NAT for IPv4

On a wireless router, if you look for a page like the Status page shown in the figure, you will find the IPv4 addressing information that the router uses to send data to the internet. Notice that the IPv4 address is 209.165.201.11 is a different network than the 10.10.10.1 address assigned to the router’s LAN interface. All the devices on the router’s LAN will get assigned addresses with the 10.10.10 prefix.

NAT for IPv4
NAT for IPv4

The 209.165.201.11 IPv4 address is publicly routable on the internet. Any address with the 10 in the first octet is a private IPv4 address and cannot be routed on the internet. Therefore, the router will use a process called Network Address Translation (NAT) to convert private IPv4 addresses to internet-routable IPv4 addresses. With NAT, a private (local) source IPv4 address is translated to a public (global) address. The process is reversed for incoming packets. The router is able to translate many internal IPv4 addresses into public addresses, by using NAT.

Some ISPs use private addressing to connect to customer devices. However, eventually, your traffic will leave the provider’s network and be routed on the internet. To see the IP addresses for your devices, search the internet for “what is my IP address.” Do this for other devices on the same network and you will see that they all share the same public IPv4 address. NAT makes this possible by tracking the source port numbers for every session established by a device. If your ISP has IPv6 enabled, you will see a unique IPv6 address for each device.

Quality of Service

Many wireless routers have an option for configuring Quality of Service (QoS). By configuring QoS, you can guarantee that certain traffic types, such as voice and video, are prioritized over traffic that is not as time-sensitive, such as email and web browsing. On some wireless routers, traffic can also be prioritized on specific ports.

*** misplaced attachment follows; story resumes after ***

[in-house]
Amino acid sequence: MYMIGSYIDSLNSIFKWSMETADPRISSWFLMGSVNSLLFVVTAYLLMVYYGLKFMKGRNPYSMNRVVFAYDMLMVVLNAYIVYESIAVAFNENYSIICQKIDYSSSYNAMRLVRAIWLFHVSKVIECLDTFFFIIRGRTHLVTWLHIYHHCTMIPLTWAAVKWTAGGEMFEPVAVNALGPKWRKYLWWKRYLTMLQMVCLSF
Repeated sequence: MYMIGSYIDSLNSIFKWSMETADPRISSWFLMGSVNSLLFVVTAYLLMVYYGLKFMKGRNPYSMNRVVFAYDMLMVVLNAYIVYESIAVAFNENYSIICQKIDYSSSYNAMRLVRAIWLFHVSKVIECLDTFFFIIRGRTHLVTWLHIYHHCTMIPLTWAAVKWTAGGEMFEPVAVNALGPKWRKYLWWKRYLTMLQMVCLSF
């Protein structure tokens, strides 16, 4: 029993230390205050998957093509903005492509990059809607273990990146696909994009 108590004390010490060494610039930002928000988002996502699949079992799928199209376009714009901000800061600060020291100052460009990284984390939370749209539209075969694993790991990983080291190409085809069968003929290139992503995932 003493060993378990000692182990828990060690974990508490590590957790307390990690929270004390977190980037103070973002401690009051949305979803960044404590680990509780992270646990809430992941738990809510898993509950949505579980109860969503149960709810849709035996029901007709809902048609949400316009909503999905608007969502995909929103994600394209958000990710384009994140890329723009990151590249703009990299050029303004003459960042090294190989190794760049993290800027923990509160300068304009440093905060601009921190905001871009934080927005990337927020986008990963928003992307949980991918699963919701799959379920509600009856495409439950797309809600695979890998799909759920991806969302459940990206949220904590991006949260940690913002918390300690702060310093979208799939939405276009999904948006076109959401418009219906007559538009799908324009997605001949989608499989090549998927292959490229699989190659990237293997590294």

The figure is a simplified mockup of a QoS interface based on a Netgear GUI. You will usually find the QoS settings in the advanced menus. If you have a wireless router available, investigate the QoS settings. Sometimes, these might be listed under “bandwidth control” or something similar. Consult the wireless router’s documentation or search the internet for “qos settings” for your router’s make and model.

Quality of Service Wireless
Quality of Service Wireless

Port Forwarding

Wireless routers typically block TCP and UDP ports to prevent unauthorized access in and out of a LAN. However, there are situations when specific ports must be opened so that certain programs and applications can communicate with devices on different networks. Port forwarding is a rule-based method of directing traffic between devices on separate networks.

When traffic reaches the router, the router determines if the traffic should be forwarded to a certain device based on the port number found with the traffic. For example, a router might be configured to forward port 80, which is associated with HTTP. When the router receives a packet with the destination port of 80, the router forwards the traffic to the server inside the network that serves web pages. In the figure, port forwarding is enabled for port 80 and is associated with the web server at IPv4 address 10.10.10.50.

Port Forwarding Wireless
Port Forwarding Wireless

Port triggering allows the router to temporarily forward data through inbound ports to a specific device. You can use port triggering to forward data to a computer only when a designated port range is used to make an outbound request. For example, a video game might use ports 27000 to 27100 for connecting with other players. These are the trigger ports. A chat client might use port 56 for connecting the same players so that they can interact with each other. In this instance, if there is gaming traffic on an outbound port within the triggered port range, inbound chat traffic on port 56 is forwarded to the computer that is being used to play the video game and chat with friends. When the game is over and the triggered ports are no longer in use, port 56 is no longer allowed to send traffic of any type to this computer.

Packet Tracer – Configure a Wireless Network

In this activity, you will configure a wireless router and an access point to accept wireless clients and route IP packets.

Lab – Configure a Wireless Network

In this lab, you will configure basic settings on a wireless router and connect a PC to router wirelessly.

Glossary: If you have doubts about any special term, you can consult this computer network dictionary.